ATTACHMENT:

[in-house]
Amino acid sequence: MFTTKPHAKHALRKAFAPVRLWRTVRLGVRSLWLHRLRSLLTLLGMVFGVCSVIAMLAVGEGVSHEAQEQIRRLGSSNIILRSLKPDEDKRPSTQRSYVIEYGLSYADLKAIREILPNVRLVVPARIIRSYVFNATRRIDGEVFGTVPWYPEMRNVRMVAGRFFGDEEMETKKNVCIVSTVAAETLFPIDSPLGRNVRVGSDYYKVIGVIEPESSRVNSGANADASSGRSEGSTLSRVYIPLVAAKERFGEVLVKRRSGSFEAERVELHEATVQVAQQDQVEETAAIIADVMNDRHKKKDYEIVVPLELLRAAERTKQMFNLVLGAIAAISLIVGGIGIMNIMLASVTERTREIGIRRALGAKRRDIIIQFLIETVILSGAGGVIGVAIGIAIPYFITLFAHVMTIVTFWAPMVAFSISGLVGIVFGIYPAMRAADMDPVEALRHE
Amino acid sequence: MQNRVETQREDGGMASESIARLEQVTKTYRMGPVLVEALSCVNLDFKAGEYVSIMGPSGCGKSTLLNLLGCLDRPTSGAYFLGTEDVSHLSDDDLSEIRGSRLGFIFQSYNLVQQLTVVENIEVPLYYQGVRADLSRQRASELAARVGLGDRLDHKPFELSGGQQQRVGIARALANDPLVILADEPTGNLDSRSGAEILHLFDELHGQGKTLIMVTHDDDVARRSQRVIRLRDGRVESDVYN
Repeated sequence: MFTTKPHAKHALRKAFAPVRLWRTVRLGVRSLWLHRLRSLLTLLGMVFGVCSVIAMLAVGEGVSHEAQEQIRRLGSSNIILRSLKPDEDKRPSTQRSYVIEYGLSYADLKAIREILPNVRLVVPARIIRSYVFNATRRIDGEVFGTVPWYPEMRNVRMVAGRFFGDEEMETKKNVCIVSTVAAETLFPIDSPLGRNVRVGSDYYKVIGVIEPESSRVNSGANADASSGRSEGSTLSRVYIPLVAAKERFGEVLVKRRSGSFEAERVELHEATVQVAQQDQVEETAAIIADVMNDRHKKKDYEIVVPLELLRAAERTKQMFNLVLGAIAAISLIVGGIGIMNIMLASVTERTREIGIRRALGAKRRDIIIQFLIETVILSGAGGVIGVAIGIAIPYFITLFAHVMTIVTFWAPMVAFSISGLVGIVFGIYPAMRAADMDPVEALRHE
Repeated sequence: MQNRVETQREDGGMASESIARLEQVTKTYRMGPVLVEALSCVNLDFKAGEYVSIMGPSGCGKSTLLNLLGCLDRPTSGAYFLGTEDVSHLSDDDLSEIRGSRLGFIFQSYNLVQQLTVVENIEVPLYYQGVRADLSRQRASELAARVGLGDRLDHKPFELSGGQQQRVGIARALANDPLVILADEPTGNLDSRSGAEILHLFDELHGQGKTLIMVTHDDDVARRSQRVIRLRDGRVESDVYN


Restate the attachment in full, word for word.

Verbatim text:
[in-house]
Amino acid sequence: MFTTKPHAKHALRKAFAPVRLWRTVRLGVRSLWLHRLRSLLTLLGMVFGVCSVIAMLAVGEGVSHEAQEQIRRLGSSNIILRSLKPDEDKRPSTQRSYVIEYGLSYADLKAIREILPNVRLVVPARIIRSYVFNATRRIDGEVFGTVPWYPEMRNVRMVAGRFFGDEEMETKKNVCIVSTVAAETLFPIDSPLGRNVRVGSDYYKVIGVIEPESSRVNSGANADASSGRSEGSTLSRVYIPLVAAKERFGEVLVKRRSGSFEAERVELHEATVQVAQQDQVEETAAIIADVMNDRHKKKDYEIVVPLELLRAAERTKQMFNLVLGAIAAISLIVGGIGIMNIMLASVTERTREIGIRRALGAKRRDIIIQFLIETVILSGAGGVIGVAIGIAIPYFITLFAHVMTIVTFWAPMVAFSISGLVGIVFGIYPAMRAADMDPVEALRHE
Amino acid sequence: MQNRVETQREDGGMASESIARLEQVTKTYRMGPVLVEALSCVNLDFKAGEYVSIMGPSGCGKSTLLNLLGCLDRPTSGAYFLGTEDVSHLSDDDLSEIRGSRLGFIFQSYNLVQQLTVVENIEVPLYYQGVRADLSRQRASELAARVGLGDRLDHKPFELSGGQQQRVGIARALANDPLVILADEPTGNLDSRSGAEILHLFDELHGQGKTLIMVTHDDDVARRSQRVIRLRDGRVESDVYN
Repeated sequence: MFTTKPHAKHALRKAFAPVRLWRTVRLGVRSLWLHRLRSLLTLLGMVFGVCSVIAMLAVGEGVSHEAQEQIRRLGSSNIILRSLKPDEDKRPSTQRSYVIEYGLSYADLKAIREILPNVRLVVPARIIRSYVFNATRRIDGEVFGTVPWYPEMRNVRMVAGRFFGDEEMETKKNVCIVSTVAAETLFPIDSPLGRNVRVGSDYYKVIGVIEPESSRVNSGANADASSGRSEGSTLSRVYIPLVAAKERFGEVLVKRRSGSFEAERVELHEATVQVAQQDQVEETAAIIADVMNDRHKKKDYEIVVPLELLRAAERTKQMFNLVLGAIAAISLIVGGIGIMNIMLASVTERTREIGIRRALGAKRRDIIIQFLIETVILSGAGGVIGVAIGIAIPYFITLFAHVMTIVTFWAPMVAFSISGLVGIVFGIYPAMRAADMDPVEALRHE
Repeated sequence: MQNRVETQREDGGMASESIARLEQVTKTYRMGPVLVEALSCVNLDFKAGEYVSIMGPSGCGKSTLLNLLGCLDRPTSGAYFLGTEDVSHLSDDDLSEIRGSRLGFIFQSYNLVQQLTVVENIEVPLYYQGVRADLSRQRASELAARVGLGDRLDHKPFELSGGQQQRVGIARALANDPLVILADEPTGNLDSRSGAEILHLFDELHGQGKTLIMVTHDDDVARRSQRVIRLRDGRVESDVYN